Scouts showcase skills at Center School
MATTAPOISETT — The Center School playground was home to a variety of games and activities on Saturday, Sept. 21, as the Mattapoisett Cub Scouts and Boy Scouts showcased their skills, and looked to recruit new members.
“It’s not just camping,” explained Scout Master Dennis McLaughlin, as his scouts demonstrated a popular scout game, competitive events from the annual Klondike Derby, an annual competition between scout troops from across the region, and a unique obstacle course made specifically for Saturday’s event.
When asked about why kids should join scouts, McLaughlin said that “the program is like nothing else out there.”
The scoutmaster said that benefits of being a scout include camaraderie, learning outdoor skills, and monthly activities for parents and their children to participate in together, helping them bond as a family.
At Saturday’s event, games of gaga ball took center stage. The game is similar to dodgeball, but it takes place in an octagonal pit, and has different rules. Players start against the pit, after the ball is thrown inside and bounces twice, the action begins. Players must hit the ball with their hands, and strike their opponent with the ball, below the knee to eliminate them. Initially players can only touch the ball once at a time, but when the game reaches three players or less, competitors can hit the ball twice in a row.
The gaga pit at center school was built as Paul McLaughlin’s Eagle Scout project. The 15-year-old said that he and his friends were often bored in Mattapoisett, so he thought “instead of going to other towns, let’s just bring something into the town.”
The younger McLaughlin originally wanted to have the gaga pit at the beach, but after reservations from the town, he chose the school as the second best place.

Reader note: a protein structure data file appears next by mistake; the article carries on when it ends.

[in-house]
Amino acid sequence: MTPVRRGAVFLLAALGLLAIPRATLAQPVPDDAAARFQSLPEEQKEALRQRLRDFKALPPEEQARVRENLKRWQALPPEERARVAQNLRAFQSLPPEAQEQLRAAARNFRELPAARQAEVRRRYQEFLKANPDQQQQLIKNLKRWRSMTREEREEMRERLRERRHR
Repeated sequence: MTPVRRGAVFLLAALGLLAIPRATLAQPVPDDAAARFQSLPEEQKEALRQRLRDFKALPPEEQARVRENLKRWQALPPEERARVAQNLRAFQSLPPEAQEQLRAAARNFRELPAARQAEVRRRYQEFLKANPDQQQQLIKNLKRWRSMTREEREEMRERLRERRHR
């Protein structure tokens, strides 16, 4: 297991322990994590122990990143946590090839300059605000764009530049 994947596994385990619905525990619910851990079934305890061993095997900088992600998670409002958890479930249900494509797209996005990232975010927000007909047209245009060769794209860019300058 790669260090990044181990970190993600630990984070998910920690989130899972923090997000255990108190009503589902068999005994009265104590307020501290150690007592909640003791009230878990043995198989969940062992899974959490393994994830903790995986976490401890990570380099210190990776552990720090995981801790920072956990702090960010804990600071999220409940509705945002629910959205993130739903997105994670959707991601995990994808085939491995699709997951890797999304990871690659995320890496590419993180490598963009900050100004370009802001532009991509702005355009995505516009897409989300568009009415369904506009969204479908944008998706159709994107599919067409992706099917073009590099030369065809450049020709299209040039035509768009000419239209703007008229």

At Saturday’s recruiting event, kids filled the gaga pit to take part in the action. Some were scouts, and others were visiting to have fun, and see what the scouts had to offer.
In another activity, scouts put teamwork and problem solving skills to the test, to see how many milk crates they could stack together in five minutes. Once the crates stacked beyond the scouts’ reach, they had to work together to lift the crates steadily, and place more crates strategically in the tower. Scouts were not allowed to stand on crates to get a reach advantage, meaning that they had to rely on strategy, and steady hands.
The Klondike Derby features winter activities like sledding and skiing, but that didn’t stop Mattapoisett scouts from demonstrating their skills in the September heat.
In one activity, competitors pull a teammate on a sledge by grabbing onto ropes, and using physical strength to reach the end of the course. In another, teammates stand together in a line with a ski under each foot. To move forward, they have to coordinate each step at exactly the same time. If the group steps out of unison, they often lose their balance, falling to the ground.
Adult leader Wendy Copps helped put together an unconventional obstacle course for the event. Based on movies like Mission Impossible, a small course made of pvc pipes and red yarn mimicked a maze of lasers that one might see a fictional criminal sneak through in a bank heist.
Careful not to touch the “lasers,” kids contorted their way through the course in an attempt to reach the end.
Cub Scouts are open to children enrolled in first through fifth grade, and Boy Scouts are for kids in sixth grade through age 18. The two organizations are separate, although they share much in common, according to Copps.